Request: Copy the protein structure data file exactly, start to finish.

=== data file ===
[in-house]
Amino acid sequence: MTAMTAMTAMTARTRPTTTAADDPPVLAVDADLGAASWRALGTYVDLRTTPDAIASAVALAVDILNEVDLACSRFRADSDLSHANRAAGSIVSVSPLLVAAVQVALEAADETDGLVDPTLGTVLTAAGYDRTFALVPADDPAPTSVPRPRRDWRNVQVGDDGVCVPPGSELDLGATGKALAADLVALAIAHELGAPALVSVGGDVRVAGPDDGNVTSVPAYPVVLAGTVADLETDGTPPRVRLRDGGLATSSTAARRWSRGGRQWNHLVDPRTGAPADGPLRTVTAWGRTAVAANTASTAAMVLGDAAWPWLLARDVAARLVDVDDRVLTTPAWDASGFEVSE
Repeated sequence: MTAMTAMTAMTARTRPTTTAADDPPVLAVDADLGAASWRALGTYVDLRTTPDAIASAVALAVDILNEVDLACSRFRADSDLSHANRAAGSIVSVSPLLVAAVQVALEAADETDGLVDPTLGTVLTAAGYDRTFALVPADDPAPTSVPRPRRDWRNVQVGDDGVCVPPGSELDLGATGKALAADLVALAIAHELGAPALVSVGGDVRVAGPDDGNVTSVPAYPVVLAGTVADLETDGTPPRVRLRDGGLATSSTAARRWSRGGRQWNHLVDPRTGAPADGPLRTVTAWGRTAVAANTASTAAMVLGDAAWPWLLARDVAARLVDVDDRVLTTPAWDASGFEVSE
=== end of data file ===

[in-house]
Amino acid sequence: MTAMTAMTAMTARTRPTTTAADDPPVLAVDADLGAASWRALGTYVDLRTTPDAIASAVALAVDILNEVDLACSRFRADSDLSHANRAAGSIVSVSPLLVAAVQVALEAADETDGLVDPTLGTVLTAAGYDRTFALVPADDPAPTSVPRPRRDWRNVQVGDDGVCVPPGSELDLGATGKALAADLVALAIAHELGAPALVSVGGDVRVAGPDDGNVTSVPAYPVVLAGTVADLETDGTPPRVRLRDGGLATSSTAARRWSRGGRQWNHLVDPRTGAPADGPLRTVTAWGRTAVAANTASTAAMVLGDAAWPWLLARDVAARLVDVDDRVLTTPAWDASGFEVSE
Repeated sequence: MTAMTAMTAMTARTRPTTTAADDPPVLAVDADLGAASWRALGTYVDLRTTPDAIASAVALAVDILNEVDLACSRFRADSDLSHANRAAGSIVSVSPLLVAAVQVALEAADETDGLVDPTLGTVLTAAGYDRTFALVPADDPAPTSVPRPRRDWRNVQVGDDGVCVPPGSELDLGATGKALAADLVALAIAHELGAPALVSVGGDVRVAGPDDGNVTSVPAYPVVLAGTVADLETDGTPPRVRLRDGGLATSSTAARRWSRGGRQWNHLVDPRTGAPADGPLRTVTAWGRTAVAANTASTAAMVLGDAAWPWLLARDVAARLVDVDDRVLTTPAWDASGFEVSE